How to Make Sculpture Art by Casting Shells

This simple STEAM activity is perfect for a rainy day after the beach.
Aug 25, 2018

Ages

6-12

How to Make Sculpture Art by Casting Shells

Aug 25, 2018

Your young artist will love exploring a classic sculpting technique by imprinting shells in modeling dough and casting them using hot glue.

This art-science project encourages kids to look more closely at shells, and it gets kids thinking about material sciences as they observe how hot melted glue solidifies into a hard sculpture.

What You’ll Need

  • Glue gun
  • Glue sticks (glitter glue sticks, if you have them)
  • Clay or modeling dough
  • Shells
  • Other objects for making small imprints in dough (optional)
  • Scissors
  • Toothpick (optional)

Safety Tips and Hints  

Glue guns and hot glue can cause burns. Adult supervision should be used when filling imprints with hot glue. Always keep hot glue and glue guns away from small children, and remember to unplug them when you've finished filling the imprints.

An adult should cut off excess glue, once the shell is cast and hardened.

What to Do

Step 1: Let your child flatten a ball of modeling dough to make it slightly thicker than the shell that she wants to use for casting. 

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Step 2: Ask him to press the shell or another small object into the clay or modeling dough to make an imprint.
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Step 3: Help your child fill the impression she made with hot glue. Try to get the glue into every nook and cranny. A toothpick may be helpful to fill gaps.

Step 4: Allow the glue to cool to room temperature.

Step 5: Let your your young sculptor remove the glue casting from the clay or play dough and clean it off. Sometimes, it looks nice to leave some playdough in the cracks to add color and dimension.

Step 6: Help your child clean up the shell sculpture by using scissors to cut off any extra glue.

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Step 7: Your child can leave the shell sculpture as it is, or paint it.

Creative Enrichment

  1. Go online to look up information about shells and the creatures that live in them. Can you identify the shell you cast?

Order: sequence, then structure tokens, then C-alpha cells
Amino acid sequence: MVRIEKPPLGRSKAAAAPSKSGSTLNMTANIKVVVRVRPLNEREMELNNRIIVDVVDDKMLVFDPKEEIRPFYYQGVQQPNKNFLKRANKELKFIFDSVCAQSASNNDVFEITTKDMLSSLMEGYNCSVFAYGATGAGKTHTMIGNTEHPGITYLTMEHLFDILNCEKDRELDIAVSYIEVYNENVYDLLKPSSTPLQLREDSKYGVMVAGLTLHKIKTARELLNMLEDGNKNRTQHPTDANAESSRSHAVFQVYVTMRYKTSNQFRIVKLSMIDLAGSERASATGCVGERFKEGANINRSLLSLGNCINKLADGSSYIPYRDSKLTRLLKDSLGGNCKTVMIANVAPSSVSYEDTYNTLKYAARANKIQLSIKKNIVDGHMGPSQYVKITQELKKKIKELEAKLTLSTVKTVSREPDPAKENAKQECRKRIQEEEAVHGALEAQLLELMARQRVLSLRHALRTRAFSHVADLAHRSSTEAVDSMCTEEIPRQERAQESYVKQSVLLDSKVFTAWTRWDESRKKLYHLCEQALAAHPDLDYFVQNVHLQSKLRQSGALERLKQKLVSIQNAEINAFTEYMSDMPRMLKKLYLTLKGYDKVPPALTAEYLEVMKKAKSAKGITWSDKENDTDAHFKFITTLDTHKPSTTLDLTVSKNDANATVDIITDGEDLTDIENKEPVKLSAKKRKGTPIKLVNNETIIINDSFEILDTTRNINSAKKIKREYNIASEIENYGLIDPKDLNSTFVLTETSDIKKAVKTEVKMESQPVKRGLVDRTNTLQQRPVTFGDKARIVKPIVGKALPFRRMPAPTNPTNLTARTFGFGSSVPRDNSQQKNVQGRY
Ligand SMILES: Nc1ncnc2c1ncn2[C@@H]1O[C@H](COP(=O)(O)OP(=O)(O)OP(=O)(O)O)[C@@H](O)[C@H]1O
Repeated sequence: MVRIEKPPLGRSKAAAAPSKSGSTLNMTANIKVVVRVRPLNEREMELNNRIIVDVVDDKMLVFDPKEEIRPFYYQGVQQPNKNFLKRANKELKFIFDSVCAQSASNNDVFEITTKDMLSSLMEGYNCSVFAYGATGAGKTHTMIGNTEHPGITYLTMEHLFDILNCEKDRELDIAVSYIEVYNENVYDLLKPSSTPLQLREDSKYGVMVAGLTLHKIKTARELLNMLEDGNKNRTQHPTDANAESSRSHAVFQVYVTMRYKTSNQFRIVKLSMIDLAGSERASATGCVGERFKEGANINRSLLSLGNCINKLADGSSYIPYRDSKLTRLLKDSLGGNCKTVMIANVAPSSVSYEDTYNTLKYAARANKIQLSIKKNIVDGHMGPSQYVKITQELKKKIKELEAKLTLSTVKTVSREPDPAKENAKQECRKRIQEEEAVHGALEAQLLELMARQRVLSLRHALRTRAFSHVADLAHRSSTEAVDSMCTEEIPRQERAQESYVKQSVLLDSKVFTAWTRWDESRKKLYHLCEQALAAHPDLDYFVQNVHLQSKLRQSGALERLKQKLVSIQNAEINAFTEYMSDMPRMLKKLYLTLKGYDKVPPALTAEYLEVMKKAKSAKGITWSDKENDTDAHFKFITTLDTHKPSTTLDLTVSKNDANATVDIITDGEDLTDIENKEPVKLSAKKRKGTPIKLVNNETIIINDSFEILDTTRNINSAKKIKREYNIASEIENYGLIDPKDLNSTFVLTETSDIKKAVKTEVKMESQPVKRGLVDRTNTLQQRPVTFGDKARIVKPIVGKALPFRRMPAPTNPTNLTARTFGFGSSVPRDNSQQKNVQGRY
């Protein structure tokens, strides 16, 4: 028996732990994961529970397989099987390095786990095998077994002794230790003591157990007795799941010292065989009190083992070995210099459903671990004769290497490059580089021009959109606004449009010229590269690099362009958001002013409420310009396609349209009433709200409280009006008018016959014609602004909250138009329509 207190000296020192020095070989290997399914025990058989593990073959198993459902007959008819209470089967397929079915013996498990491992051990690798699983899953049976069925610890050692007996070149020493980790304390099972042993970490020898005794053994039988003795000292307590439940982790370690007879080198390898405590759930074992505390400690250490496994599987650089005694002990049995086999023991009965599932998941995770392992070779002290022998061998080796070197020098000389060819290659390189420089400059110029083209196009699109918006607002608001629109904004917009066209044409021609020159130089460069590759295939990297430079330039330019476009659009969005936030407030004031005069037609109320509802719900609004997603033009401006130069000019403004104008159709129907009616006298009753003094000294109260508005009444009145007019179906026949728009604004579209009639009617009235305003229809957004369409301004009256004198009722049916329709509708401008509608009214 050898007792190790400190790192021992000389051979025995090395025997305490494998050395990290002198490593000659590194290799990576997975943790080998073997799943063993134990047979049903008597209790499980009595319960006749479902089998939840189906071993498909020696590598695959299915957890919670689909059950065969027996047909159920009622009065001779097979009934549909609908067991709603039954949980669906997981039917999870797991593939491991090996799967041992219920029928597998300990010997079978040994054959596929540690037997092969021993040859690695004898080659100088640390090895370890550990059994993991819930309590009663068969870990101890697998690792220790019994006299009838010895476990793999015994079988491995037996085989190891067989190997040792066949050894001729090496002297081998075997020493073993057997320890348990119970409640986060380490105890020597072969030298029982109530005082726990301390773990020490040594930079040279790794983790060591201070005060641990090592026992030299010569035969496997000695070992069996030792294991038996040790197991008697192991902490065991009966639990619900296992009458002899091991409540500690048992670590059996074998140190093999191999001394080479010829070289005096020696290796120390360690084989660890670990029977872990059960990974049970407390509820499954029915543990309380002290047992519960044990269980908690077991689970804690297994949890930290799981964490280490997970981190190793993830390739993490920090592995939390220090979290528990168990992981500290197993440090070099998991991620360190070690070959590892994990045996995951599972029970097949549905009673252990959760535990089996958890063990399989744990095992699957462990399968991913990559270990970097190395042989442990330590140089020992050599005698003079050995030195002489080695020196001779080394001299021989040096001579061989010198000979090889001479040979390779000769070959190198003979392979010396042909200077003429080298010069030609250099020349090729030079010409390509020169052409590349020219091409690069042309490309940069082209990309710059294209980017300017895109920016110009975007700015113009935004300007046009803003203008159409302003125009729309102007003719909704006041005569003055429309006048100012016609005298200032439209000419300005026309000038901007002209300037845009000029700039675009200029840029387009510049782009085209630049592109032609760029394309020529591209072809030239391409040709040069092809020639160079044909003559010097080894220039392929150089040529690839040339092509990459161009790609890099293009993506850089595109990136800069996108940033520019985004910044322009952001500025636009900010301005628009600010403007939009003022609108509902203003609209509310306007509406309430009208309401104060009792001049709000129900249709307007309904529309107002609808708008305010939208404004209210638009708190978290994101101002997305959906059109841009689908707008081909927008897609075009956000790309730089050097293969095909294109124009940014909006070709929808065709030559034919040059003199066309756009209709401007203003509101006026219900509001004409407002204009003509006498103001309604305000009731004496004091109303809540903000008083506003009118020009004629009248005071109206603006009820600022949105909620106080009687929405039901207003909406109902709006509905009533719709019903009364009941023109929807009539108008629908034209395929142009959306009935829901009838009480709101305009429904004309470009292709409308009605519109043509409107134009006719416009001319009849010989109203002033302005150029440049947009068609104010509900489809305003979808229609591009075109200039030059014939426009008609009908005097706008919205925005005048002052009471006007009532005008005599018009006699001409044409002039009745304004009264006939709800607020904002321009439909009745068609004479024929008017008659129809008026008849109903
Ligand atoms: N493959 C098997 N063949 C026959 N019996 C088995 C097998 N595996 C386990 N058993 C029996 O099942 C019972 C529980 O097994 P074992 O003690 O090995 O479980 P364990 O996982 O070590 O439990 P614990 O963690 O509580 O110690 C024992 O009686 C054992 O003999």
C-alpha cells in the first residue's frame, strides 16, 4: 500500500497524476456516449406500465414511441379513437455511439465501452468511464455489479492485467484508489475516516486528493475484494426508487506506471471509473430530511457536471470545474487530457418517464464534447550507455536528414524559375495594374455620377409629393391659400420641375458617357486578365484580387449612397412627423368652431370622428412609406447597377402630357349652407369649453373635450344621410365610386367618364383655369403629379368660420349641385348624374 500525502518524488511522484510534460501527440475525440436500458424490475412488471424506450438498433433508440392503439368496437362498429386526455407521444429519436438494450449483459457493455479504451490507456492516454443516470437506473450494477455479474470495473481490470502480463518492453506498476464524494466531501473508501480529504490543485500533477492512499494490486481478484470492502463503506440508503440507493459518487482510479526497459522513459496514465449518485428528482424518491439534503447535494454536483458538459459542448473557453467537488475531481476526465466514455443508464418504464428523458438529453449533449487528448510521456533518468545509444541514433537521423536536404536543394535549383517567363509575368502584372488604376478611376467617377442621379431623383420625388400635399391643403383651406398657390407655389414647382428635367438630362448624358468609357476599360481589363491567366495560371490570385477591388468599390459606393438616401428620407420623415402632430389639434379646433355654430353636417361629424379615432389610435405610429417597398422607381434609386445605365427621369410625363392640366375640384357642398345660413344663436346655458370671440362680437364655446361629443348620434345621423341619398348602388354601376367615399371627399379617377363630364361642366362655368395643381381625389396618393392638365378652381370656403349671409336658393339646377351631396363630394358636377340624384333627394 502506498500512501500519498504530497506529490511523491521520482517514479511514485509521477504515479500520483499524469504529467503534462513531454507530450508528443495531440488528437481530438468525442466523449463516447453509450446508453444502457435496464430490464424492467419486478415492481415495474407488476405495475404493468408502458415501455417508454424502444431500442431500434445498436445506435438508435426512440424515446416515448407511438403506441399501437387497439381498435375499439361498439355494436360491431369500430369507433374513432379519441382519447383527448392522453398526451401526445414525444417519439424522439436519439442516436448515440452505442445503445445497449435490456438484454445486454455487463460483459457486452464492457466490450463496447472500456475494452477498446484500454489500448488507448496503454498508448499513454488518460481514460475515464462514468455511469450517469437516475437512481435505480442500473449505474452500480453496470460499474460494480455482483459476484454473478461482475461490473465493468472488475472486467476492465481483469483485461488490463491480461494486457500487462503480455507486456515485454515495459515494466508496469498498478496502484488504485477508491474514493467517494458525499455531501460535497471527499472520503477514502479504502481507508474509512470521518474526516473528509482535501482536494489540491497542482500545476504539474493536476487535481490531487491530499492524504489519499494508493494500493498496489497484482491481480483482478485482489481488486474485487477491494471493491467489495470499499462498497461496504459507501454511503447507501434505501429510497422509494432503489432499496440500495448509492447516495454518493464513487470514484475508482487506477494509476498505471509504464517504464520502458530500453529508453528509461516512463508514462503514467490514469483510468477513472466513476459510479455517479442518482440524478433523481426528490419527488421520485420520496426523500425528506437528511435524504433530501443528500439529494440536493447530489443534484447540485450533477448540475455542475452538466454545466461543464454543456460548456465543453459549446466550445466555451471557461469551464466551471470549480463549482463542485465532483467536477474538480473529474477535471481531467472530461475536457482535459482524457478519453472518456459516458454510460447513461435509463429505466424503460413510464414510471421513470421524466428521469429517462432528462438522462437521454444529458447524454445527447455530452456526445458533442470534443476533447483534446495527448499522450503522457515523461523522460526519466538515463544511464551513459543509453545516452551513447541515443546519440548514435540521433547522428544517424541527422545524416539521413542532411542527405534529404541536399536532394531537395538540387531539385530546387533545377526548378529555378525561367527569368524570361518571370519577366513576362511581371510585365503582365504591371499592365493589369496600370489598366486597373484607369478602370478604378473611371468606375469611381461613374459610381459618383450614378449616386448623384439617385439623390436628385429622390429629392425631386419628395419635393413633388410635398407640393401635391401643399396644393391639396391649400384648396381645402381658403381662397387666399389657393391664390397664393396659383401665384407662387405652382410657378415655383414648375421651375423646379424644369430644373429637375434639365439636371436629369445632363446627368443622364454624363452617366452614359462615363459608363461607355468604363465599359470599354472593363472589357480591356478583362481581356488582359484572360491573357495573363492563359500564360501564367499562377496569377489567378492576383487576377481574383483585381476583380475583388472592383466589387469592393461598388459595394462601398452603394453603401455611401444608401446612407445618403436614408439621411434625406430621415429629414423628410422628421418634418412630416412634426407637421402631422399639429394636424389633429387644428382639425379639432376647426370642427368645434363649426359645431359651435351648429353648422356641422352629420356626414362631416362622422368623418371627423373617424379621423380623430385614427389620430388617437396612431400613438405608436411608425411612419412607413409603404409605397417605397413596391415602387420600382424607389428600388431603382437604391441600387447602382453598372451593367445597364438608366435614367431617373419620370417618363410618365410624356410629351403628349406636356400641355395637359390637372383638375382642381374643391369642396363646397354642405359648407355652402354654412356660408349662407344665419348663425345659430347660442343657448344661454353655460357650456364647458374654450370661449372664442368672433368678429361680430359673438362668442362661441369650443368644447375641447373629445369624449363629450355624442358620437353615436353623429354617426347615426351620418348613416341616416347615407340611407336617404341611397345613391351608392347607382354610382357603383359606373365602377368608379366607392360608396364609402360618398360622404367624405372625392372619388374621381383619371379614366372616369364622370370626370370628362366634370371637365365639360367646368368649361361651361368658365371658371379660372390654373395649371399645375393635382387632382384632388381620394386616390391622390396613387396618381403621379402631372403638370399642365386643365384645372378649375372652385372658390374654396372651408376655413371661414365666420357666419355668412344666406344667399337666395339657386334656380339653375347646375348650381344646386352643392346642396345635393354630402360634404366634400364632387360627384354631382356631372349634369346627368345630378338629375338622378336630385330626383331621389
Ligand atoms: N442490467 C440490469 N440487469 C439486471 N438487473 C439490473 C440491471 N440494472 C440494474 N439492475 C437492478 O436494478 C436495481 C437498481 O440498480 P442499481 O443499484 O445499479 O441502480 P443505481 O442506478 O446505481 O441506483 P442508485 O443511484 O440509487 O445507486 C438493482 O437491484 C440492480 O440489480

2. Find other objects to cast in glue.

The STEAM Behind the Fun

Shells are built-in armor for legions of creatures that live in the sea. Many of the shells you’ll find near fresh water and salt water belong to animals called mollusks, which include both clams and snails.

In this project, kids cast shells using modeling dough and hot glue. The word "casting" is both a noun and a verb. The process of casting involves pouring a liquid material into a hollow form and allowing it to harden. Once it’s solidified, the three-dimensional hardened sculpture, also known as a casting, is removed from the form. This process is used to mold metal, plaster, concrete, and other materials into complicated forms.

Bronze is an alloy, or mixture of metals, that’s made mostly of copper, with some tin or other metals added to make it stronger. Sculptures have been cast in bronze for thousands of years, and bronze is still one of the most popular materials used by sculptors. It can be cast in hollow forms imprinted in sand, or in molds made using wax or latex. Some of the most intricate ancient bronzes hail from Nigeria, and one of the oldest bronze statues, called “Dancing Girl,” was discovered in modern day Pakistan. 

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This project and more like it are featured in Liz’s new book STEAM Lab for Kids: 52 Creative Hands-On Projects Using Science, Technology, Engineering, Art and Math (Quarry Books, 2018).

© Quarry Books, 2018/ STEAM Lab for Kids; Photo credit: © Quarry Books

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